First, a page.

The View - Divisional finals taking centre stage, but should Scór be given a chance?

The View - Divisional finals taking centre stage, but should Scór be given a chance?

With the Liam McCarthy Cup on a tour of Tipperary at the present time, the emphasis returns to the field of play with real interest this weekend again.

We had the Mid and South Finals both being decided in the dying stages, with a point the winning margin for both Loughmore Castleiney and Mullinahone, and next weekend we'll have the West and North following suit, with hopefully similar formlines - a draw in either game will leave fixtures boss John Devane tearing out his hair although Tipp did get a slight reprieve from Munster Council for the senior hurling Munster club championship opener.

The Mid Final

No Seamus Callanan for Drom-Inch in Templetuohy - he was in warmer climes and it wouldn't be hard given the gale force breeze which prevailed throughout the game from top goal to bottom. It made for difficult conditions for the players but they stuck to their task and produced a fine contest, even if the hurling skills were greatly compromised by the elements. Drom-Inch looked to be in a great position at half time having bagged two goals in three minutes from David Butler and Paul Kennedy, but Loughmore Castleiney, upped the tempo and managed to snatch the last three scores of normal time to force extra action - Brian McGrath making a telling impact.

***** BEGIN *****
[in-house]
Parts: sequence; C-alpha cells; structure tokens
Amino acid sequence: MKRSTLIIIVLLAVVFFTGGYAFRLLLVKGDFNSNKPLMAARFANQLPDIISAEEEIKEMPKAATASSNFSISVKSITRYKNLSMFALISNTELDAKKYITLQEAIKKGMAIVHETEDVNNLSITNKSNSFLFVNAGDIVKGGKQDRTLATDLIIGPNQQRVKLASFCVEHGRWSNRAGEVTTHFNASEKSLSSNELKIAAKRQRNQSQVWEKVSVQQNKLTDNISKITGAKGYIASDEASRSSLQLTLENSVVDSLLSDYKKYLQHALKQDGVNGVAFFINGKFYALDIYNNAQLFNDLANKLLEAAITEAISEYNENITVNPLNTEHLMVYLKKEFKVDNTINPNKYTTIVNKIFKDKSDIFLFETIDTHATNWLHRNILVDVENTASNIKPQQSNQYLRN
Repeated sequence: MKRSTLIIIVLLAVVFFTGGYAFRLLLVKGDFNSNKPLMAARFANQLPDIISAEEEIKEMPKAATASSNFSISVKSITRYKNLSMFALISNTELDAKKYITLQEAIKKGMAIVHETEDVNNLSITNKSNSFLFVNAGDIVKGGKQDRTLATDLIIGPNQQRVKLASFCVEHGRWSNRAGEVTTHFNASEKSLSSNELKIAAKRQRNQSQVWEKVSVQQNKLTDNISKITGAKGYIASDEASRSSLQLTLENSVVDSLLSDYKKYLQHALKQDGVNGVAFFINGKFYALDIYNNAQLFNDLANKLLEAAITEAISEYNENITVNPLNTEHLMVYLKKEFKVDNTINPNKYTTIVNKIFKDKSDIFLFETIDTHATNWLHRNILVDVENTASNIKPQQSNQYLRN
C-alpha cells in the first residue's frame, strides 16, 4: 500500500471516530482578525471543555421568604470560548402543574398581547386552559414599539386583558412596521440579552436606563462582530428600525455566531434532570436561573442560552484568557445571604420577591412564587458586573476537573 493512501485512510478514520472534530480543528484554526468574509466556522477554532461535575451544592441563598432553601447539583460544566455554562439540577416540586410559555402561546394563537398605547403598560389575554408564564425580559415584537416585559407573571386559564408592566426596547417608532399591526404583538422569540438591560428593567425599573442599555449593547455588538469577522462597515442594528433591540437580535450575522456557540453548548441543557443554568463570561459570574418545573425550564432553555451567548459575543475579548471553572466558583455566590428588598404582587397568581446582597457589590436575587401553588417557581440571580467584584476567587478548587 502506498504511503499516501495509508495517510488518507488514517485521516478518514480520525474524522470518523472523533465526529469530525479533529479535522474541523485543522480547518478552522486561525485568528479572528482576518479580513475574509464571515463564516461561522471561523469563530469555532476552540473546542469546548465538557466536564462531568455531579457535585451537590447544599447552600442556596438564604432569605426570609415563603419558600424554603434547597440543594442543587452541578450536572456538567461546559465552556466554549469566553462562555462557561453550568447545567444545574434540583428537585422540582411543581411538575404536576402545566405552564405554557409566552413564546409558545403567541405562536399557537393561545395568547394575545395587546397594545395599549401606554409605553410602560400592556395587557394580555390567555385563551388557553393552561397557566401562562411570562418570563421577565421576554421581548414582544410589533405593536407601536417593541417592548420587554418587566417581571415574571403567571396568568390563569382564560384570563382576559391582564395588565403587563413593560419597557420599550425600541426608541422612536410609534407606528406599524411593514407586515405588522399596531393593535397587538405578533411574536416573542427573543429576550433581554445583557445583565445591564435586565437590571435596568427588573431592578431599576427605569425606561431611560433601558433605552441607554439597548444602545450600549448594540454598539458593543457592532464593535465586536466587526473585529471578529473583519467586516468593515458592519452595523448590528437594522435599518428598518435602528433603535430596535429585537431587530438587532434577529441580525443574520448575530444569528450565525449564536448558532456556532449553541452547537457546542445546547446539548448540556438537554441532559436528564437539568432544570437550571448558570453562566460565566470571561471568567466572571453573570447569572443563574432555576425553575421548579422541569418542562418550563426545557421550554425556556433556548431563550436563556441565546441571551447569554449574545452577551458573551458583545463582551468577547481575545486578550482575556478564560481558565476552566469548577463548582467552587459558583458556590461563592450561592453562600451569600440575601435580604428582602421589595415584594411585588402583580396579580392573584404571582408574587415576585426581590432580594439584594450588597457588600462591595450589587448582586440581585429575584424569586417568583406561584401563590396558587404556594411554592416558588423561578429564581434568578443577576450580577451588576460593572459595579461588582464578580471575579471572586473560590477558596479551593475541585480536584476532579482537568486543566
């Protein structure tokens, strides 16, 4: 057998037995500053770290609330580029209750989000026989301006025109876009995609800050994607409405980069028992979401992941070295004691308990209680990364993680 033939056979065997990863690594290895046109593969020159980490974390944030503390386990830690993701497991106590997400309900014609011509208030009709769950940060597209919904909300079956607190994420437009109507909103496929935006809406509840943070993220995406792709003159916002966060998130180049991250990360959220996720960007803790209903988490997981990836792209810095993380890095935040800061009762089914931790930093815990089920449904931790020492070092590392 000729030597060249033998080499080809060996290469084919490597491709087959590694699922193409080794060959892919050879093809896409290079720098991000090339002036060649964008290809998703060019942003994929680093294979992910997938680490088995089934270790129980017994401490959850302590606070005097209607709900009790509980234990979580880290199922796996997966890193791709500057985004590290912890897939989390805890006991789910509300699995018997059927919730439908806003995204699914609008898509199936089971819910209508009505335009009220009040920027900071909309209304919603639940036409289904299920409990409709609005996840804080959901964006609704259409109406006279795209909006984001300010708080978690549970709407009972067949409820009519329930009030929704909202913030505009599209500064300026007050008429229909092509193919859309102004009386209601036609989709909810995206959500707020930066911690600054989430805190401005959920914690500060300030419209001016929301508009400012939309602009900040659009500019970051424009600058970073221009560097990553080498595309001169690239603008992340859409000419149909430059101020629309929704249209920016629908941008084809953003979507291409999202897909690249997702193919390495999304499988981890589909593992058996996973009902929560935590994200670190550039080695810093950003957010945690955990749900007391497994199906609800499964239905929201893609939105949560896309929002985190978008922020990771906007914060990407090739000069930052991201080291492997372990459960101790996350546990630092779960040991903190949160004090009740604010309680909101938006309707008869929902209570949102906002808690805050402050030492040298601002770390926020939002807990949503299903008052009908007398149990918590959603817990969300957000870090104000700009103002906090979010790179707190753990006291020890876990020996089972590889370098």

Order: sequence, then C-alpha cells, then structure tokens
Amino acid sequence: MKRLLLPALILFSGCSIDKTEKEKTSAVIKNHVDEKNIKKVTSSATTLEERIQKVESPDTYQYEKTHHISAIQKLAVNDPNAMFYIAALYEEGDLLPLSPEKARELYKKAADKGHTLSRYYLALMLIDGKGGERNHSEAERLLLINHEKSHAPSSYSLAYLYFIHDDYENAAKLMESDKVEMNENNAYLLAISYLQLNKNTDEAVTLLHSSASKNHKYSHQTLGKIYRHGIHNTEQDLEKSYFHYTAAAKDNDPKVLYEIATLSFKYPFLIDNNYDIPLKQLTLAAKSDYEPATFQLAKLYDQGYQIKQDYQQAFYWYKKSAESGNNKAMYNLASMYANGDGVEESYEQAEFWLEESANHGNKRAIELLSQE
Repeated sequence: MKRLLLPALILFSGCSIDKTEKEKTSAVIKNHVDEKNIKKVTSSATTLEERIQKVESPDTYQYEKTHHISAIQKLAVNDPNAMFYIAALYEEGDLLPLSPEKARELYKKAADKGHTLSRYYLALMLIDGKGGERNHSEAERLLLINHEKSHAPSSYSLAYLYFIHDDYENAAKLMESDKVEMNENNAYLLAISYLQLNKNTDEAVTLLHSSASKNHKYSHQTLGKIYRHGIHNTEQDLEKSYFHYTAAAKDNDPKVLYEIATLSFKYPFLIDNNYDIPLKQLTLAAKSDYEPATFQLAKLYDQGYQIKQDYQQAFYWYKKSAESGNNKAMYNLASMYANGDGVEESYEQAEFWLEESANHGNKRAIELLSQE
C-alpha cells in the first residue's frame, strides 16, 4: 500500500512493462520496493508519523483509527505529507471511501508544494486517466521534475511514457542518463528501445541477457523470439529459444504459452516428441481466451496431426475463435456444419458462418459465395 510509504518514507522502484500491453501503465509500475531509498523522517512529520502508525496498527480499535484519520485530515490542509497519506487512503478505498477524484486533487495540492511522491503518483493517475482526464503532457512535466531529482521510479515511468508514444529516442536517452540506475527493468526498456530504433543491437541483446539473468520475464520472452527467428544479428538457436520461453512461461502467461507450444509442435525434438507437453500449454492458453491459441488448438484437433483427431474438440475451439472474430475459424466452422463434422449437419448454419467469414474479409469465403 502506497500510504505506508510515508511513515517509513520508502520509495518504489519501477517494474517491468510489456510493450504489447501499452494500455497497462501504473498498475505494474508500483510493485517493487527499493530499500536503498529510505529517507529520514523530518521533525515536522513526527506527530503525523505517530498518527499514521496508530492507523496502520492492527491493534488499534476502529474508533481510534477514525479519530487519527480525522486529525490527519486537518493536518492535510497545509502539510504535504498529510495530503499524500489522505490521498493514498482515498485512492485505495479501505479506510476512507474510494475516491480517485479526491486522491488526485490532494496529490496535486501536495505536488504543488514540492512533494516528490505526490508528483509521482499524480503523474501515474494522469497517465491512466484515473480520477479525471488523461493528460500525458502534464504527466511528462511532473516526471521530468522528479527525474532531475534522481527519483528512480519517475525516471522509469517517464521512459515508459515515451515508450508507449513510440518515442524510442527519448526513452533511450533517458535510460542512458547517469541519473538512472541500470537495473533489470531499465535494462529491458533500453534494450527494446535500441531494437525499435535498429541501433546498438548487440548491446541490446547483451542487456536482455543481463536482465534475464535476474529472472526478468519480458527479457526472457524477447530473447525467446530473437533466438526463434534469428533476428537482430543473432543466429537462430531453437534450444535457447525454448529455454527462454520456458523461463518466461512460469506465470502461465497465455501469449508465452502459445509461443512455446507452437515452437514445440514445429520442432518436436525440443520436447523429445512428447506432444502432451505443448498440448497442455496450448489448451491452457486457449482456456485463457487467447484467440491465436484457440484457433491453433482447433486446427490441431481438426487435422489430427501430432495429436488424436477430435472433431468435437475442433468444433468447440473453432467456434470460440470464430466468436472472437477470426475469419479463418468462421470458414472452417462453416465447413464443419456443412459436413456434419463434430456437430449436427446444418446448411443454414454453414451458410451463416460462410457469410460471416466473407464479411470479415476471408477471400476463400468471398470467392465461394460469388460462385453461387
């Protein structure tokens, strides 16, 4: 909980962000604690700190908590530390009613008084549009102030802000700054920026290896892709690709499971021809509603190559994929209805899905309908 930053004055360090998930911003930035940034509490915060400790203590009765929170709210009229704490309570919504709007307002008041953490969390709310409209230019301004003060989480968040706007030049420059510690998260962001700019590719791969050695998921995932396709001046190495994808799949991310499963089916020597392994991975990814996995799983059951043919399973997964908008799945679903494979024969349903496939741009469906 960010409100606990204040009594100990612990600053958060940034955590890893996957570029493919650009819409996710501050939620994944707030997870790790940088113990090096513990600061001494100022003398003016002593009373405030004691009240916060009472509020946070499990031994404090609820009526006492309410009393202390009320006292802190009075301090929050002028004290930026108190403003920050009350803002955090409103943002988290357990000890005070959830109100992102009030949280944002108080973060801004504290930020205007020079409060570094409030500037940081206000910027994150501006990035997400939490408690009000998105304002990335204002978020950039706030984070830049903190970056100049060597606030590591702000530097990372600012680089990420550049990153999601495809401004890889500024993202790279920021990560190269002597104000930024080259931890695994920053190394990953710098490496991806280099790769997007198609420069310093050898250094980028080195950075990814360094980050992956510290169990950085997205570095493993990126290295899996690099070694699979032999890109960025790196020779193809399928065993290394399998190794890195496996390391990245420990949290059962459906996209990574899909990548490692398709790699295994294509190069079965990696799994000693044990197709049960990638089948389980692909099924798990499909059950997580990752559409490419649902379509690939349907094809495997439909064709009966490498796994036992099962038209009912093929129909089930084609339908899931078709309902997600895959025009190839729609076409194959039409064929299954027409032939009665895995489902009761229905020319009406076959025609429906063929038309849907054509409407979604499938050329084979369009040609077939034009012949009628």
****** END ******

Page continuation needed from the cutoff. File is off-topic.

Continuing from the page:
The divisional silverware certainly meant something to the players - the exchanges proved that and the fact that there were a few serious skirmishes too enhanced that view. One such skirmish at the dressingroom side had a few scribes scrambling to hold onto the notebooks as the hurleys flew and players were pinned to the barrier. With only biros with which to defend , we hoped that the pen would prove mightier than the hurleys, should the need arise. Thankfully- for the players sake- the need did not arise and everyone emerged unscathed!!

Curiously, though they lost the final, Drom-Inch will probably be the happier of the two sides, going solely on the basis that they were without Seamus Callanan. They will require more from some of their men though if they are to progress.

Loughmore Castleiney too will be looking for more from some of their players who will probaly relish better conditions and wider pitches than Templetuohy - incidentally, the Moyne Templetuohy club had everything in ship shape on the day, but could do nothing about the weather. Both teams will now meet again in the county championship thanks to the draw made on Monday evening, but the return of Callanan will put a different complexion on proceedings. One big club will be out after that.

The South Final

So, Eoin Kelly was the man again for Mullinahone, as so often in the past has been the case. The winning point, by accounts, was a beauty from under the hospital shadow - with the way it's being embellished, he will soon have struck it from a trolley in A&E!! He won the free himself, put down the ball and struck it into the wind between the posts - it was almost Jimmy Doyle like.

Bubbles had a quiet outing apart from placed balls - perhaps the visit to 'The Church' on Saturday evening and the week of activities had left him out of communion with the sliothar and camán. In fairness, it's difficult for players who have won an All-Ireland to come back down to earth - nothing like a bit of parish rivalry to help you on the atmospheric re-entry though.